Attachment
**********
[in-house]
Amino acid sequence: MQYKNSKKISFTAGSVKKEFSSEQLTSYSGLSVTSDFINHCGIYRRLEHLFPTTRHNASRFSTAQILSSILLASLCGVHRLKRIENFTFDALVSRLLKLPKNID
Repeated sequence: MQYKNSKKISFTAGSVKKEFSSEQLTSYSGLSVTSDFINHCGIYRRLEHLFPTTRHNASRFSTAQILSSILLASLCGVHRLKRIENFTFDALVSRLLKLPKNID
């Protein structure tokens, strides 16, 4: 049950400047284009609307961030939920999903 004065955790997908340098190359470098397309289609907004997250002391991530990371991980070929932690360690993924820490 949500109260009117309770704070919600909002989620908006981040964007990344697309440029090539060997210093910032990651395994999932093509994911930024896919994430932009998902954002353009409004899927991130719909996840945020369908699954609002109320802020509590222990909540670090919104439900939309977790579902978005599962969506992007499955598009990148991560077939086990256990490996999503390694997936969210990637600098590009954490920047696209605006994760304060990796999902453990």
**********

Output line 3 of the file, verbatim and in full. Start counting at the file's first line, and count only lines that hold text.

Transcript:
Repeated sequence: MQYKNSKKISFTAGSVKKEFSSEQLTSYSGLSVTSDFINHCGIYRRLEHLFPTTRHNASRFSTAQILSSILLASLCGVHRLKRIENFTFDALVSRLLKLPKNID